CORDIS - EU research results

Parasites in Antarctic Krill: diversity, distribution & impact

Project description

Multidisciplinary approaches shed light on tiny crustaceans that carry a large parasitic load

The tiny Antarctic krill found in the Southern Ocean is a species with a big impact on the Antarctic ecosystem. The small crustacean swims in large groups and, in terms of biomass, is one of the most abundant animal species on the planet. By eating phytoplankton and excreting carbon and nutrient-rich pellets that sink to the ocean floor, the Antarctic krill plays an important role in the carbon cycle and in fertilising the ocean. The species is food for birds, mammals and fish; moreover, it is fished and processed into a variety of products for human and animal consumption, and it is often used as bait for sport fishermen. Given the widespread impact of these small swimming crustaceans, the EU-funded ParaKrill project is evaluating the unusual diversity and high prevalence of parasitic infections in krill, aiming for insight that will inform the sustainable management of this important Antarctic species.


Antarctic krill, Euphausia superba, play essential roles in the Southern Ocean. These small pelagic crustaceans are prey for most of the region’s birds, mammals, and fish, as well as influencing the carbon cycle through export to the deep sea. Additionally, krill are the target of a currently expanding commercial fishery. Sustainably managing Antarctic krill requires an understanding of the factors influencing their growth, reproduction and mortality. One such factor which remains very poorly known is the role of parasites. My recent research using new molecular tools has shown a much higher than expected diversity and prevalence of parasite infections in krill. I observed DNA sequences of a broad variety of parasites (fungi, peronosporomycetes, apicomplexa, nematodes, and ciliates) within the guts of krill, with over 10% of krill individuals containing parasite DNA. This MSCA action will build on those preliminary results – applying a combination of novel molecular approaches, traditional incubation experiments, and mathematical modelling to address three key questions: 1) What eukaryotic parasites and symbionts are found in E. superba? 2) How are parasites distributed in geographic and environmental space? and 3) What impact do parasites have on E. superba secondary production? To address these broad questions this project brings together research expertise from Australia (Australian Antarctic Division), Europe (British Antarctic Survey and the University of Stirling), and the Americas (National Polytechnic Institute of Mexico), as well as establishing new intersectoral collaborations with fisheries (Association of Responsible Krill Harvesting Companies) and tourism (Hurtigruten). The results of this research will be communicated to national and international krill fisheries management organizations – allowing the role of parasites to be taken into account to improve the sustainability of management for this key species.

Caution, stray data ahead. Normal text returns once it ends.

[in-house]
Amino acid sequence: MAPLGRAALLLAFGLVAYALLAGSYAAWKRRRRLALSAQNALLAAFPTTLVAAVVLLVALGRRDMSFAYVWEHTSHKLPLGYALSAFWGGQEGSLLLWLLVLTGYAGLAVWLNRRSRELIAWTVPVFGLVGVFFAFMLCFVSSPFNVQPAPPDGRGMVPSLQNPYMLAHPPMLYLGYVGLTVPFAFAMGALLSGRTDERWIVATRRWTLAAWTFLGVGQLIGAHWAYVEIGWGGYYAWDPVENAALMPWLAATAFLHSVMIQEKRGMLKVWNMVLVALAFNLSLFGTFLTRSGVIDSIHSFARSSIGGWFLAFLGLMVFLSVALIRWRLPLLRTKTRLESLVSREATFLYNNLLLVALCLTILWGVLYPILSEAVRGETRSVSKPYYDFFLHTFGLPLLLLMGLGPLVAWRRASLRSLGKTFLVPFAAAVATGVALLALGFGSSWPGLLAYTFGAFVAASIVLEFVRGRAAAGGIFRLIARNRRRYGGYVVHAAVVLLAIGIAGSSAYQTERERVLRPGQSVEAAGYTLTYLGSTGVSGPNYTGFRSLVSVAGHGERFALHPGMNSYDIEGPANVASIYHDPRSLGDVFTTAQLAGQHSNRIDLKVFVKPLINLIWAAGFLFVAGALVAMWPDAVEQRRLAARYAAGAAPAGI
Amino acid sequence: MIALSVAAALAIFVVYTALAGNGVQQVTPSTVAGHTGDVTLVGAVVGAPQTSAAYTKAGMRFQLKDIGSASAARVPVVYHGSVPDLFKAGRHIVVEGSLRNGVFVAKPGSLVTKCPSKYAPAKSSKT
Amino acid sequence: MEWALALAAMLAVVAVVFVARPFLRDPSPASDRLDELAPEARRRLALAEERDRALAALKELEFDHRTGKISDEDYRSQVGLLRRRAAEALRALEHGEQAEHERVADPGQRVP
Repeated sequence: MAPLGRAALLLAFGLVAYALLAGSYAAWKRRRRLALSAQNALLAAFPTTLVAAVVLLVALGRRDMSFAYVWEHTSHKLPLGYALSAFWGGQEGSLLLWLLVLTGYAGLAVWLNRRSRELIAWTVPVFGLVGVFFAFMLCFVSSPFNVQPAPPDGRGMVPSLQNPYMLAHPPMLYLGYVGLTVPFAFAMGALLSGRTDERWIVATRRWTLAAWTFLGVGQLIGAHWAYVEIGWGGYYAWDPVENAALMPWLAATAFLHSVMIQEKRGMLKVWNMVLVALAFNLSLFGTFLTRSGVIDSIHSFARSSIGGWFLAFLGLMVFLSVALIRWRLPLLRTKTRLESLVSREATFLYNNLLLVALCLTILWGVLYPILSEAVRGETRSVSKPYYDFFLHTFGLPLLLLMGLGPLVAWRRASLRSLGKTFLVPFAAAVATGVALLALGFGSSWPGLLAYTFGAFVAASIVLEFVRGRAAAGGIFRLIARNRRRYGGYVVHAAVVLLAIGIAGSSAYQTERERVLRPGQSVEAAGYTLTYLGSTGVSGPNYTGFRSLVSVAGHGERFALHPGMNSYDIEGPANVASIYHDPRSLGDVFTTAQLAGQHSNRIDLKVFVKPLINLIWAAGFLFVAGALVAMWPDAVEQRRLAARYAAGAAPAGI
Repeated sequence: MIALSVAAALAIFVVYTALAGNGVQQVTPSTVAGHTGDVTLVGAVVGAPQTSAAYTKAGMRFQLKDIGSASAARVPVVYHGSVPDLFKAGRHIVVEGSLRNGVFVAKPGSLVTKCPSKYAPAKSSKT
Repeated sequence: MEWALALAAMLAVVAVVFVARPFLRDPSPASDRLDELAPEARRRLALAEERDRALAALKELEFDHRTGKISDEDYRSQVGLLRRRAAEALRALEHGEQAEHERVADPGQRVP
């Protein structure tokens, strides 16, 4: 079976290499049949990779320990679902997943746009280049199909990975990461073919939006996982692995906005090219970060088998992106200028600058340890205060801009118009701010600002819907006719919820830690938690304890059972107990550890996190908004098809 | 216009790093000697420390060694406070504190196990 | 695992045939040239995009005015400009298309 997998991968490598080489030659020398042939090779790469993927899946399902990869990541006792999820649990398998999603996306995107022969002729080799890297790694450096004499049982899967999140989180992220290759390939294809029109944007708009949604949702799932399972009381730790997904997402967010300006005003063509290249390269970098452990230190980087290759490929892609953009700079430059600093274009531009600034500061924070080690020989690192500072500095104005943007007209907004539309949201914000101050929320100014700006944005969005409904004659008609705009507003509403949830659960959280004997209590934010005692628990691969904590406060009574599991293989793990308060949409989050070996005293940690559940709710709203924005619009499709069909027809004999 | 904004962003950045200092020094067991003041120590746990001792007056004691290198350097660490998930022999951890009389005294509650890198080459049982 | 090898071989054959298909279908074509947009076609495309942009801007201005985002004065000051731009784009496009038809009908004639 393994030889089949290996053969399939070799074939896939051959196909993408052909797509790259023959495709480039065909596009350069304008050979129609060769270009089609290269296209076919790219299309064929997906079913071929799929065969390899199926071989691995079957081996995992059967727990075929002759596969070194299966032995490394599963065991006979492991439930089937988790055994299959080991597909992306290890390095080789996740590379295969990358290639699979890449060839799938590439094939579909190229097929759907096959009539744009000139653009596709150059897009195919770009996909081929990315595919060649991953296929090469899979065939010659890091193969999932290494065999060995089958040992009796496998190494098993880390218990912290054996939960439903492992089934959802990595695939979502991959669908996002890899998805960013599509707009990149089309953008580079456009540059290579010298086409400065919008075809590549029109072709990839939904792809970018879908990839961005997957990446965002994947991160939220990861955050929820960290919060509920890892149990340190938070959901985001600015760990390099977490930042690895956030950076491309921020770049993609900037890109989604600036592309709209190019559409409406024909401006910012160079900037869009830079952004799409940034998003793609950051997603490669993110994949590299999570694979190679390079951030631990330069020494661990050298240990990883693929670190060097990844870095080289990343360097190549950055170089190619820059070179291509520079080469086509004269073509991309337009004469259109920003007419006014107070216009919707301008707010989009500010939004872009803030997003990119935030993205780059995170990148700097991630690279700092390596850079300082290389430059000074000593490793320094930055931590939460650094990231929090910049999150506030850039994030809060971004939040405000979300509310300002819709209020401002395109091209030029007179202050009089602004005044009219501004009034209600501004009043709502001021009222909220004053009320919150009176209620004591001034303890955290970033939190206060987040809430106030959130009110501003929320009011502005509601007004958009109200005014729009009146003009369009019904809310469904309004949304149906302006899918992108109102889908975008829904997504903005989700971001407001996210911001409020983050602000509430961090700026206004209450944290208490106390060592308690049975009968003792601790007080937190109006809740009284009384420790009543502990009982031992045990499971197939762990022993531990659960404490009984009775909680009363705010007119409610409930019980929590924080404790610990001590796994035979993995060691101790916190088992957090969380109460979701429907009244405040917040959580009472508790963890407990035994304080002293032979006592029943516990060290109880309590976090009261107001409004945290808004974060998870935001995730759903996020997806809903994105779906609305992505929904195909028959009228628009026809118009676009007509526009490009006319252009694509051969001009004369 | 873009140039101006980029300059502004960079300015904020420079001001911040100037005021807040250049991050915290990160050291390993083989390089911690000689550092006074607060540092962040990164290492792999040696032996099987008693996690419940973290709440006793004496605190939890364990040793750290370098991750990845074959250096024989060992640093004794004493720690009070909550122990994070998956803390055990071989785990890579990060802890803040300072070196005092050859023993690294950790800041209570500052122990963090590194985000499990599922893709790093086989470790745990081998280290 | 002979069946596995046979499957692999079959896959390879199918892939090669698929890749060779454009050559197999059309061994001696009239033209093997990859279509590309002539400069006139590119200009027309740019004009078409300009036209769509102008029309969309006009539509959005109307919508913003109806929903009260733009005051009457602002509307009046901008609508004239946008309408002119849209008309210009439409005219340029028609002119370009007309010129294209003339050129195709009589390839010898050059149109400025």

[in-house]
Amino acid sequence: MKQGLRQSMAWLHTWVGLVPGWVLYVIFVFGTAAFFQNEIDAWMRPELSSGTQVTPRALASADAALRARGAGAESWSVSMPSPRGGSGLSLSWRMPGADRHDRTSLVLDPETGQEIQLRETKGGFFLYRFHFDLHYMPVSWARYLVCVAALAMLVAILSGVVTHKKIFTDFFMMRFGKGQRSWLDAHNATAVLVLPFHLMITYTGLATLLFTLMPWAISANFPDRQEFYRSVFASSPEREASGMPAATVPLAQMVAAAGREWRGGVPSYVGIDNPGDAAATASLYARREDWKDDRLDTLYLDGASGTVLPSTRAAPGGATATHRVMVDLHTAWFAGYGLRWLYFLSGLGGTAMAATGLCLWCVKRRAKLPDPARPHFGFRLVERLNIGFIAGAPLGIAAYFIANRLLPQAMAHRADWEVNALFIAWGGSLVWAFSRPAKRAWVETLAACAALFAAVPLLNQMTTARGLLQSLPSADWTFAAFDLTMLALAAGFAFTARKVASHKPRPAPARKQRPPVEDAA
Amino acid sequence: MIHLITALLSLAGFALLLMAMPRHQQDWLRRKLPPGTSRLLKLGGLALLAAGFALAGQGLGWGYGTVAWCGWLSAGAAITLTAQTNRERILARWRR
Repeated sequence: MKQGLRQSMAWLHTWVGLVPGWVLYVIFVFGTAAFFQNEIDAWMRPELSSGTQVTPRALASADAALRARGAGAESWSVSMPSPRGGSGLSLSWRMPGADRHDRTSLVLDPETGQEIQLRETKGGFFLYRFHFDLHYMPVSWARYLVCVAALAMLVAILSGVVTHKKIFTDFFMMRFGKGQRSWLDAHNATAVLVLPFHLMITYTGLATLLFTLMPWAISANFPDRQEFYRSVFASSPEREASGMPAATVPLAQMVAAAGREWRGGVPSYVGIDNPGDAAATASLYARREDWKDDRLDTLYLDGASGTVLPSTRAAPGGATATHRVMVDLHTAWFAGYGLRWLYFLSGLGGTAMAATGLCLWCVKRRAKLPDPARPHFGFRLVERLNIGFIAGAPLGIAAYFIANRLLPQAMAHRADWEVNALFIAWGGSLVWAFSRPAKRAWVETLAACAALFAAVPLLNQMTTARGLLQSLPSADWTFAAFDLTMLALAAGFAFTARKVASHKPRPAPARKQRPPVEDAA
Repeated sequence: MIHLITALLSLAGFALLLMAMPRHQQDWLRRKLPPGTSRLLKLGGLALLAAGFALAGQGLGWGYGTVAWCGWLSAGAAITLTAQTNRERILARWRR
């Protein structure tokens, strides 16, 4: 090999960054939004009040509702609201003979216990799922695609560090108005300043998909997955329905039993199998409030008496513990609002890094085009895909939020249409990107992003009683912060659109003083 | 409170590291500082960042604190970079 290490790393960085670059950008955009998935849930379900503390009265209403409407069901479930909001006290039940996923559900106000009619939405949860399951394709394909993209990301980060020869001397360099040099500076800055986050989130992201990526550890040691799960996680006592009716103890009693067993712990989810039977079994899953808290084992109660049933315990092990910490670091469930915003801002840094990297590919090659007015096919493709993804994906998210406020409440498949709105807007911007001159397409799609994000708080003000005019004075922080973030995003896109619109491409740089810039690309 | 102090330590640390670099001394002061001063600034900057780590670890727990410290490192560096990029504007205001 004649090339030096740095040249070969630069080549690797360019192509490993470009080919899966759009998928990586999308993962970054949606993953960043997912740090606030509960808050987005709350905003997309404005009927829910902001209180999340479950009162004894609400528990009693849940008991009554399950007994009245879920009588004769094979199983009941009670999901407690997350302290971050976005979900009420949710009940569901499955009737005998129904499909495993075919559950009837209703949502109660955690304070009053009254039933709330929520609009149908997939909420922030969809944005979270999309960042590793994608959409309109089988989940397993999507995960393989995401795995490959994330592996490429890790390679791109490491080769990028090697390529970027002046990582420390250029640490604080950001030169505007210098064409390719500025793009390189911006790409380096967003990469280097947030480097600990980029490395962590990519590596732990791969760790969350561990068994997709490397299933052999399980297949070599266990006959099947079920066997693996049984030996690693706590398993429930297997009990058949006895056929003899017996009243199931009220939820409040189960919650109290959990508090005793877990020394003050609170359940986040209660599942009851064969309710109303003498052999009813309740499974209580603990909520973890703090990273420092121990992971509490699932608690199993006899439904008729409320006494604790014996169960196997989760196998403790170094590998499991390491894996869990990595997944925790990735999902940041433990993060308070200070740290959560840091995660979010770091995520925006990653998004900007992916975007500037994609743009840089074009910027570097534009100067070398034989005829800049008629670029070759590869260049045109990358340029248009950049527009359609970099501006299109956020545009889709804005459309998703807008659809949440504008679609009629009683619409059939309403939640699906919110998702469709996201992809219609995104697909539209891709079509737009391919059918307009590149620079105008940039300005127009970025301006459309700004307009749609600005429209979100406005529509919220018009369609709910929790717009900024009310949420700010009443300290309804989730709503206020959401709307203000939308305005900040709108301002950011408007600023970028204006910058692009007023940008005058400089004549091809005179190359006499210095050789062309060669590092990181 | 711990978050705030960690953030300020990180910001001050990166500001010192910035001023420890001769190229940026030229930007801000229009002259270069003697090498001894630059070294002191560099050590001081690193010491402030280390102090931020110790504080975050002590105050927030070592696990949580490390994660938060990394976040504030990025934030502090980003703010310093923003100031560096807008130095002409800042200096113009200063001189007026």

Net EU contribution
€ 277 940,16
SN2 1FL Swindon
United Kingdom

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South West (England) Gloucestershire, Wiltshire and Bristol/Bath area Swindon
Activity type
Research Organisations
Total cost
€ 277 940,16

Partners (1)